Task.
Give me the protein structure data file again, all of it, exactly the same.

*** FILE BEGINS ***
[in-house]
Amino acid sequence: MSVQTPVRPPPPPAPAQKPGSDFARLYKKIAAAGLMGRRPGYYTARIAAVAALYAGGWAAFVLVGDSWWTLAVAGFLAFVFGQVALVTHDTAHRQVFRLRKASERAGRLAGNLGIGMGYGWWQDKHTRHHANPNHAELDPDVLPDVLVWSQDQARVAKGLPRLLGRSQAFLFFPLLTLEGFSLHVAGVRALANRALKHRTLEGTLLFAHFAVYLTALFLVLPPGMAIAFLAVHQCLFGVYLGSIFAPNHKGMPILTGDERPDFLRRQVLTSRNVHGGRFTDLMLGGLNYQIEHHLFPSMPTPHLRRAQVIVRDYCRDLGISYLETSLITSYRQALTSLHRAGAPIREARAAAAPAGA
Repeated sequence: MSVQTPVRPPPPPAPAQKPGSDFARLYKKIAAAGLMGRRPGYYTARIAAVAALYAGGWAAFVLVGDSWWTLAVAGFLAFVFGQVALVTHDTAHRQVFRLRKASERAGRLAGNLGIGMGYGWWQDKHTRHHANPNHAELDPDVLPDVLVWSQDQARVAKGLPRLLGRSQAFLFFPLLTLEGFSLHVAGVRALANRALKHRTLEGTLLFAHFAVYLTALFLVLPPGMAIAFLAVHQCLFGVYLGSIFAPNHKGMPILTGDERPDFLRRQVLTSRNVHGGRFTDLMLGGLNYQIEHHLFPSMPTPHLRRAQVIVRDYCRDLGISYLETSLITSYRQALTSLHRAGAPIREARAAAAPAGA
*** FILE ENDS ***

[in-house]
Amino acid sequence: MSVQTPVRPPPPPAPAQKPGSDFARLYKKIAAAGLMGRRPGYYTARIAAVAALYAGGWAAFVLVGDSWWTLAVAGFLAFVFGQVALVTHDTAHRQVFRLRKASERAGRLAGNLGIGMGYGWWQDKHTRHHANPNHAELDPDVLPDVLVWSQDQARVAKGLPRLLGRSQAFLFFPLLTLEGFSLHVAGVRALANRALKHRTLEGTLLFAHFAVYLTALFLVLPPGMAIAFLAVHQCLFGVYLGSIFAPNHKGMPILTGDERPDFLRRQVLTSRNVHGGRFTDLMLGGLNYQIEHHLFPSMPTPHLRRAQVIVRDYCRDLGISYLETSLITSYRQALTSLHRAGAPIREARAAAAPAGA
Repeated sequence: MSVQTPVRPPPPPAPAQKPGSDFARLYKKIAAAGLMGRRPGYYTARIAAVAALYAGGWAAFVLVGDSWWTLAVAGFLAFVFGQVALVTHDTAHRQVFRLRKASERAGRLAGNLGIGMGYGWWQDKHTRHHANPNHAELDPDVLPDVLVWSQDQARVAKGLPRLLGRSQAFLFFPLLTLEGFSLHVAGVRALANRALKHRTLEGTLLFAHFAVYLTALFLVLPPGMAIAFLAVHQCLFGVYLGSIFAPNHKGMPILTGDERPDFLRRQVLTSRNVHGGRFTDLMLGGLNYQIEHHLFPSMPTPHLRRAQVIVRDYCRDLGISYLETSLITSYRQALTSLHRAGAPIREARAAAAPAGA